Monday, December 6, 2010

A Feat Pour Les Femmes- Sylvie Kauffmann Takes Over Le Monde

By: Alexandria Geisler

Revered French newspaper Le Monde, known for its relatively leftist to moderate viewpoints, named Sylvie Kauffmann Executive Director of the publication earlier this year. Kauffmann’s appointment marks the first time a female has occupied the editorial position of the newspaper, founded in 1944. Kauffmann replaced Alain Frachon, the previous executive editor who held the position for 2 years.

Sylvie Kauffmann began her career at Agence France-Presse, the prominent French news agency, before moving to Le Monde in 1988 as an expert in Eastern European politics. As her career progressed, she became the paper’s correspondent in both Asia and the United States, before finally landing her title as Editor. While insisting her gender was not taken into account in determining her new position, she refers to her succession as, “the final stage in the evolution of the newspaper.”

Kauffmann’s future plans for Le Monde? The Editor detailed in an interview with journalist David Medioni that she hopes to model the paper off of New York’s slogan, “the city that never sleeps,” creating a newspaper “qui ne dort jamais.” She challenges the members of the staff at Le Monde to act as great journalists: “ones who watch, analyze, question, and doubt,” in order to produce effective and empowering news for France’s citizens.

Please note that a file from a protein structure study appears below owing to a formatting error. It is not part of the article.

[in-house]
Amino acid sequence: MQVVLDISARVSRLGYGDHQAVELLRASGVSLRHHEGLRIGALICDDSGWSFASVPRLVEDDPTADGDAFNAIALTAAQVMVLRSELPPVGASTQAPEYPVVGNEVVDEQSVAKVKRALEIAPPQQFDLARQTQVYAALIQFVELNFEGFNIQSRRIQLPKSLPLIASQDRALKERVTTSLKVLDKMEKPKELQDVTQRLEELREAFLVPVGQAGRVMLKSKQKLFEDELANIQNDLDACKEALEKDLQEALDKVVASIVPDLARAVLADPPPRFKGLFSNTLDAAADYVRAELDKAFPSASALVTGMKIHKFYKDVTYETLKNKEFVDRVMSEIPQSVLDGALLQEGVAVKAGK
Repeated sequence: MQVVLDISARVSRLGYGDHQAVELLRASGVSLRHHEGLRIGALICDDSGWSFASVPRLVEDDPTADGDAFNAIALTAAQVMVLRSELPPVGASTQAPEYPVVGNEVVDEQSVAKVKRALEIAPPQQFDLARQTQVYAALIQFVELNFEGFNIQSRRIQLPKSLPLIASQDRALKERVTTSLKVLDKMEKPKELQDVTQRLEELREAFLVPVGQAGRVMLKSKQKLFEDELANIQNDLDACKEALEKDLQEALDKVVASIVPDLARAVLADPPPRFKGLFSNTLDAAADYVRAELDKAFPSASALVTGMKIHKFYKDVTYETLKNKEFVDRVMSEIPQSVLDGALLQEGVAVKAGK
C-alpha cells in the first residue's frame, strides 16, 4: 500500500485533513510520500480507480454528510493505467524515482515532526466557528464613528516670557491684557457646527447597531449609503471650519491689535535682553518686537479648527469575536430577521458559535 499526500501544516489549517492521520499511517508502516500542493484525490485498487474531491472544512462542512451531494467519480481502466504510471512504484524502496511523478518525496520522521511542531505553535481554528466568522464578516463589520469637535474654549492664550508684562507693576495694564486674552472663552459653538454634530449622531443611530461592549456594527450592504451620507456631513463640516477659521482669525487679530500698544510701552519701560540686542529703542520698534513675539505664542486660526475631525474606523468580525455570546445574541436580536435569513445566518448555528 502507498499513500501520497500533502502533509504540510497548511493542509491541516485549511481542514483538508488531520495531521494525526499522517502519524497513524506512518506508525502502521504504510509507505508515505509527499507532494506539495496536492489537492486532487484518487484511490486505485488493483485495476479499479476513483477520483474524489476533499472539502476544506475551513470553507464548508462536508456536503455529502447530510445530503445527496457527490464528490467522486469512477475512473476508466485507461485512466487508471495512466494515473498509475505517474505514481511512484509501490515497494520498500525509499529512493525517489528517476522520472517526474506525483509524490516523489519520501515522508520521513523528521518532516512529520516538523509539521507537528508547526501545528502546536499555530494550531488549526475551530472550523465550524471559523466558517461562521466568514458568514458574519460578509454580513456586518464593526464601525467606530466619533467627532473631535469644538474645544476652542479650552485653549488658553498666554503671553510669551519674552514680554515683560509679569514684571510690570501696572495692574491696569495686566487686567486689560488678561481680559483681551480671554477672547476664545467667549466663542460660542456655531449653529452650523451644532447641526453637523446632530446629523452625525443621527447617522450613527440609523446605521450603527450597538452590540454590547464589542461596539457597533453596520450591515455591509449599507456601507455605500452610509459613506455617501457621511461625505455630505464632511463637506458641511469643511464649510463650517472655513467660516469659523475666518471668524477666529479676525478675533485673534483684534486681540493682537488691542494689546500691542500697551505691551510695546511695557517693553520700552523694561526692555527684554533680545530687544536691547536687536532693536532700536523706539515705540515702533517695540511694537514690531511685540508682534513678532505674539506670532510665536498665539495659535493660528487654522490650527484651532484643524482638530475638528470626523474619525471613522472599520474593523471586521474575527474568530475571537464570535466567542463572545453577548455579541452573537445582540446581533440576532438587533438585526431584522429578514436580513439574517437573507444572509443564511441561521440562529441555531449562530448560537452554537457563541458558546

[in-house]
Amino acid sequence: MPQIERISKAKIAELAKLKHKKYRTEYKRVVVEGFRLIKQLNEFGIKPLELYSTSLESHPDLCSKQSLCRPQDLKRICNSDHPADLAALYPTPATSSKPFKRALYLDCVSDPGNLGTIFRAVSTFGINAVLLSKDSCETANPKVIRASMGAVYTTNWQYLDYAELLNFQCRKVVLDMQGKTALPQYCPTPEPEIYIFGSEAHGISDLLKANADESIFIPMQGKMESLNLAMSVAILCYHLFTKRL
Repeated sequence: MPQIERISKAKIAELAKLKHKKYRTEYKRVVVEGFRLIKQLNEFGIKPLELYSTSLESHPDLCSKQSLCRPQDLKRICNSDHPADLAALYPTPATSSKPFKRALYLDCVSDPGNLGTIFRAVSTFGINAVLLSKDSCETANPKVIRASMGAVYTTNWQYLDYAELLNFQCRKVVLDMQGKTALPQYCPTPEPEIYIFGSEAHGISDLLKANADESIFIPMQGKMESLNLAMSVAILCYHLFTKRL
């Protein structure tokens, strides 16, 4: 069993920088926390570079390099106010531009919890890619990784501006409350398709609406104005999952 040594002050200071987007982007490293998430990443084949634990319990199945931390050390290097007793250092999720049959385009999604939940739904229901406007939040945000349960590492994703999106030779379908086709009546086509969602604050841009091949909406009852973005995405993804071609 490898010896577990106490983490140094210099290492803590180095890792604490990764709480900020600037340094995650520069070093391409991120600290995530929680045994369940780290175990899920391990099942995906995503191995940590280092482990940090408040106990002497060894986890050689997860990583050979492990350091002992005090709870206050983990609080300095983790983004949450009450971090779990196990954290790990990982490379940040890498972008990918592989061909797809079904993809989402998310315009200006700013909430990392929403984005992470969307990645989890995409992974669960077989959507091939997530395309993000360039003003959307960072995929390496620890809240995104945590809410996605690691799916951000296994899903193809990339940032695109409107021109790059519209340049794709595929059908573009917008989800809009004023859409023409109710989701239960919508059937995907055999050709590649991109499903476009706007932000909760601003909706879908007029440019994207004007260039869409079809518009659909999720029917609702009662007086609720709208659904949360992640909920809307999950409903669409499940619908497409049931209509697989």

The installment of the new Executive Director coincided with another revolutionary transformation at the newspaper, however. 2010 marked Le Monde’s urgent need for recapitalization, lest they would be unable to pay their staff by mid-year. Kauffmann set out to find investors for the newspaper notorious for its editorial independence. Unlike any other esteemed publication, the staff of Le Monde traditionally held “a controlling stake in the company”, as well as the power to “veto the choice of editor, policy, and strategy.”

The pressure on Sylvie Kauffmann, as well as chairman Eric Fottorino, to maintain independence while obtaining financial support culminated this past June. On June 28, the newspaper accepted the investment offer of Pierre Berge, Xavier Niel, and Matthieu Pigasse (BNP) in a vote of 11 to 9.

As the dust begins to settle this winter and the investors begin to take hold, staff members look to Kauffmann to defend and protect their journalistic independence. She assures that the refinancing will have no effect, given “that everyone remains working to the best of their abilities.” Whether or not Kauffmann is correct remains to be seen; yet her steadfastness and guidance thus far serve as one large step for female journalists everywhere.

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